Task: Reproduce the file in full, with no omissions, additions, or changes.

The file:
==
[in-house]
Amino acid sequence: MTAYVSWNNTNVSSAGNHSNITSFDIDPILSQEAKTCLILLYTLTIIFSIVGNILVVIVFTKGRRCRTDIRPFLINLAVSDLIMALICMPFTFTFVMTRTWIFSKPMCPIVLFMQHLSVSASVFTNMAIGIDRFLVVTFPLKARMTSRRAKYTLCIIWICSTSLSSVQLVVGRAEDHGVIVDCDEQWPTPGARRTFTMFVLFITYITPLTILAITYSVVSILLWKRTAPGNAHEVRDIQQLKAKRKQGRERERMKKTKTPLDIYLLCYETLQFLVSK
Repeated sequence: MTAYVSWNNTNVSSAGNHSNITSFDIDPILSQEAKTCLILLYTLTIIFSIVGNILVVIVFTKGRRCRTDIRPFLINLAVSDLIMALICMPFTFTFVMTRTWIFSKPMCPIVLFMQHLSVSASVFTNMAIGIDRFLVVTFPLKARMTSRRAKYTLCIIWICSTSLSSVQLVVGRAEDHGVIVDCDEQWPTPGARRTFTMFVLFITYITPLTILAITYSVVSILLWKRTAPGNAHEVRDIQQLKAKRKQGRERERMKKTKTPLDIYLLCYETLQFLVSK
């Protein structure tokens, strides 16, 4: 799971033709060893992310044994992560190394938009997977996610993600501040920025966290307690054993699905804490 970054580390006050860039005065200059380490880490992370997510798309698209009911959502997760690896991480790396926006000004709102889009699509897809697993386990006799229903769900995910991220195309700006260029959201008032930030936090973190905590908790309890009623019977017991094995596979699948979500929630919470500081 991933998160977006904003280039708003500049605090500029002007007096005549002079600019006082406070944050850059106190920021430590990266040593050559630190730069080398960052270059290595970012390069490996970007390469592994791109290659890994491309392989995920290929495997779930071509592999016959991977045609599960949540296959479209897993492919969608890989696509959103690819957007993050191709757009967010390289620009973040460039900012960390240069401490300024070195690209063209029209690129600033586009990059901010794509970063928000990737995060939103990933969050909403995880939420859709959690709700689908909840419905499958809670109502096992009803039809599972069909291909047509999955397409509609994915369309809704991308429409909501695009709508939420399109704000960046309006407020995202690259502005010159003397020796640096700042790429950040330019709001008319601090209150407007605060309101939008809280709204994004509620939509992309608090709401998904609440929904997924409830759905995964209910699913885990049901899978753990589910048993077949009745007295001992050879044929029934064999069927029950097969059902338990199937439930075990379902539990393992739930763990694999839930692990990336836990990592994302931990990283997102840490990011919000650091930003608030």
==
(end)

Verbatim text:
[in-house]
Amino acid sequence: MTAYVSWNNTNVSSAGNHSNITSFDIDPILSQEAKTCLILLYTLTIIFSIVGNILVVIVFTKGRRCRTDIRPFLINLAVSDLIMALICMPFTFTFVMTRTWIFSKPMCPIVLFMQHLSVSASVFTNMAIGIDRFLVVTFPLKARMTSRRAKYTLCIIWICSTSLSSVQLVVGRAEDHGVIVDCDEQWPTPGARRTFTMFVLFITYITPLTILAITYSVVSILLWKRTAPGNAHEVRDIQQLKAKRKQGRERERMKKTKTPLDIYLLCYETLQFLVSK
Repeated sequence: MTAYVSWNNTNVSSAGNHSNITSFDIDPILSQEAKTCLILLYTLTIIFSIVGNILVVIVFTKGRRCRTDIRPFLINLAVSDLIMALICMPFTFTFVMTRTWIFSKPMCPIVLFMQHLSVSASVFTNMAIGIDRFLVVTFPLKARMTSRRAKYTLCIIWICSTSLSSVQLVVGRAEDHGVIVDCDEQWPTPGARRTFTMFVLFITYITPLTILAITYSVVSILLWKRTAPGNAHEVRDIQQLKAKRKQGRERERMKKTKTPLDIYLLCYETLQFLVSK
């Protein structure tokens, strides 16, 4: 799971033709060893992310044994992560190394938009997977996610993600501040920025966290307690054993699905804490 970054580390006050860039005065200059380490880490992370997510798309698209009911959502997760690896991480790396926006000004709102889009699509897809697993386990006799229903769900995910991220195309700006260029959201008032930030936090973190905590908790309890009623019977017991094995596979699948979500929630919470500081 991933998160977006904003280039708003500049605090500029002007007096005549002079600019006082406070944050850059106190920021430590990266040593050559630190730069080398960052270059290595970012390069490996970007390469592994791109290659890994491309392989995920290929495997779930071509592999016959991977045609599960949540296959479209897993492919969608890989696509959103690819957007993050191709757009967010390289620009973040460039900012960390240069401490300024070195690209063209029209690129600033586009990059901010794509970063928000990737995060939103990933969050909403995880939420859709959690709700689908909840419905499958809670109502096992009803039809599972069909291909047509999955397409509609994915369309809704991308429409909501695009709508939420399109704000960046309006407020995202690259502005010159003397020796640096700042790429950040330019709001008319601090209150407007605060309101939008809280709204994004509620939509992309608090709401998904609440929904997924409830759905995964209910699913885990049901899978753990589910048993077949009745007295001992050879044929029934064999069927029950097969059902338990199937439930075990379902539990393992739930763990694999839930692990990336836990990592994302931990990283997102840490990011919000650091930003608030």